Relative risks of diseases in the presence of incomplete penetrance and sporadics

Partha P. Majumder, Ranajit Chakraborty, Kenneth M. Weiss

Research output: Contribution to journalArticlepeer-review

4 Scopus citations


In most diseases of contemporary interest to epidemiology, the importance of familial risk factors is often assessed by relative risk measures computed from family history data. In this paper, we examine the efficiency of relative risk measures in discerning the genetic background of a disease. It is shown that even for a simple (one locus, two alleles) genetic disease, incomplete penetrance of the disease allele and/or occurrence of sporadics (i.e. non‐heritable cases caused by environmental risk factors) often yields a rather small value of relative risk. This means that a small value of relative risk need not necessarily imply that genetic factors are unimportant in the aetiology of the disease. Furthermore, it is shown that the relative risk measures are complicated functions of disease gene frequency, the penetrance parameter and the sporadic rate. A rejection of genetic involvement for a disease on the basis of a single relative risk estimate may, therefore, be erroneous.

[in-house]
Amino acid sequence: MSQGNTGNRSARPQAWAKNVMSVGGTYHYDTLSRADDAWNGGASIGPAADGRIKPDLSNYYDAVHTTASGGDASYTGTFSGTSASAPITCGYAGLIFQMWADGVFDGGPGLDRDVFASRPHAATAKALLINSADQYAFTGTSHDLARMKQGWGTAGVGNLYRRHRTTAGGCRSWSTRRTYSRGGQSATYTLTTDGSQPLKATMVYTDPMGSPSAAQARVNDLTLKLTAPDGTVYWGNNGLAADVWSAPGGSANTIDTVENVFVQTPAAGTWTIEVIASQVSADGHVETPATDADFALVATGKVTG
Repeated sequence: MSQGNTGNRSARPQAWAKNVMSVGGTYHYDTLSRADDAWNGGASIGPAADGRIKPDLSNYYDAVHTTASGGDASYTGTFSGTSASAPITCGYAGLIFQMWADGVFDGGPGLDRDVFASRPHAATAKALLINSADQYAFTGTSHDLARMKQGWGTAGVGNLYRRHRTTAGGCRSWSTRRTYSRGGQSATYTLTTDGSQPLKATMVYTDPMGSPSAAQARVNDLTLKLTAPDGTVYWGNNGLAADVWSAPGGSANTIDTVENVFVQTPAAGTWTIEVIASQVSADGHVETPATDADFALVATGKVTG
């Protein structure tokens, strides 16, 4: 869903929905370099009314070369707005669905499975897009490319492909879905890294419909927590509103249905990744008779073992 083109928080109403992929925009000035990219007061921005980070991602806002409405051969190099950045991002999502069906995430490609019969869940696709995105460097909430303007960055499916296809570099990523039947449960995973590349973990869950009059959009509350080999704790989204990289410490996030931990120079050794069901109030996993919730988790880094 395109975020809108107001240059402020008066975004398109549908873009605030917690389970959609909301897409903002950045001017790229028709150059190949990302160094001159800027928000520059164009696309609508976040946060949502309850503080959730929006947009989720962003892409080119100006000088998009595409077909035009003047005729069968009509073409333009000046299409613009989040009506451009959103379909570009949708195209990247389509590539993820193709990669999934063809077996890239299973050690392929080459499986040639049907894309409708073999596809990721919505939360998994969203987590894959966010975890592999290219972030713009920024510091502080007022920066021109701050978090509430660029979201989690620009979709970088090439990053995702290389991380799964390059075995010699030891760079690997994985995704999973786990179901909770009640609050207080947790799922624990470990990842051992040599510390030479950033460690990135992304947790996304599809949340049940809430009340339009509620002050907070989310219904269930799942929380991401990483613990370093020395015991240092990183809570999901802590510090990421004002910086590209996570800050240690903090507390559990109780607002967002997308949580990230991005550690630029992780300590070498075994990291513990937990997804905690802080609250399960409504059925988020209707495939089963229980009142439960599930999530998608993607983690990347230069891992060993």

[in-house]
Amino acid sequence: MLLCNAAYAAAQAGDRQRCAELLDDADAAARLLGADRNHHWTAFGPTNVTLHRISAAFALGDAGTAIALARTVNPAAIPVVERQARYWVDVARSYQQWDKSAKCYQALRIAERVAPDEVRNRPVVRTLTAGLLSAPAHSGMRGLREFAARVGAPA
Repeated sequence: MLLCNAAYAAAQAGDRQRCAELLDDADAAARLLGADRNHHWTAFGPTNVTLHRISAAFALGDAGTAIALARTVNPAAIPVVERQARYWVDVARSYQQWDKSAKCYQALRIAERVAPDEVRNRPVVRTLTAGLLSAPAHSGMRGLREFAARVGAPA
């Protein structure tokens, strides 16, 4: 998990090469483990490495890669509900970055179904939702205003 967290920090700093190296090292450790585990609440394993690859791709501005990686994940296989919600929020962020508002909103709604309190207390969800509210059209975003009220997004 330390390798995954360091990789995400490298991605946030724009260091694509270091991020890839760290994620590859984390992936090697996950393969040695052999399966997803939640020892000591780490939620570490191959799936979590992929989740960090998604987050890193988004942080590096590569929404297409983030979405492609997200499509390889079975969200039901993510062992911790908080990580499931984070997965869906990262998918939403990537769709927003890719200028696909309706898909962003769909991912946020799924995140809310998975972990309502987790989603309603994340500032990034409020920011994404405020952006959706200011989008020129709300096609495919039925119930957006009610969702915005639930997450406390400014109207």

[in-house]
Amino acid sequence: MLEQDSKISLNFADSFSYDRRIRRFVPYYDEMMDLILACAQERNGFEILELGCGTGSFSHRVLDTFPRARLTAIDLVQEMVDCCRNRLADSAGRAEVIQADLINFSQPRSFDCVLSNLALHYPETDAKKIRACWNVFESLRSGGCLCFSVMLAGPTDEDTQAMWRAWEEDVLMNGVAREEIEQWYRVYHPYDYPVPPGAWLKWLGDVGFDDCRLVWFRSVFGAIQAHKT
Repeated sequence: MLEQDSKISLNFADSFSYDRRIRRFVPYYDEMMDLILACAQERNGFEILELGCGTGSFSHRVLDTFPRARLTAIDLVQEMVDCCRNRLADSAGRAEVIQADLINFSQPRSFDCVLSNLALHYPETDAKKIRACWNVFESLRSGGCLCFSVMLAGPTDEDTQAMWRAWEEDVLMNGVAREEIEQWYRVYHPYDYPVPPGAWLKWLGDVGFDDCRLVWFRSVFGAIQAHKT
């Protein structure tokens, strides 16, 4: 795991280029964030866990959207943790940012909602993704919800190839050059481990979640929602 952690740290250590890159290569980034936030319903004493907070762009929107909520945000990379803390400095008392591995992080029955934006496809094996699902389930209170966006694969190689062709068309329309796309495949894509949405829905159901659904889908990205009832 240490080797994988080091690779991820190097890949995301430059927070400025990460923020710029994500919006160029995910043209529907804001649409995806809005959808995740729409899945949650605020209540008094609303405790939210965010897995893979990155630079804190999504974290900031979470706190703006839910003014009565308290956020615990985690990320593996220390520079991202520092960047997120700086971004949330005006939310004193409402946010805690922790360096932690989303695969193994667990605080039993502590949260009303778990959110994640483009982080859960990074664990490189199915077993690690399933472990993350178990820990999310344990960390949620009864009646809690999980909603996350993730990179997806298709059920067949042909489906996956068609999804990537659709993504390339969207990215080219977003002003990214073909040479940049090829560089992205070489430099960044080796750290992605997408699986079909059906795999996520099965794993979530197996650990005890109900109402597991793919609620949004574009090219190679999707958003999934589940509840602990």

Original languageEnglish
Pages (from-to)13-24
Number of pages12
JournalStatistics in Medicine
Issue number1
StatePublished - 1983


  • Genetic epidemiology
  • Incomplete penetrance
  • Relative risk
  • Sporadics


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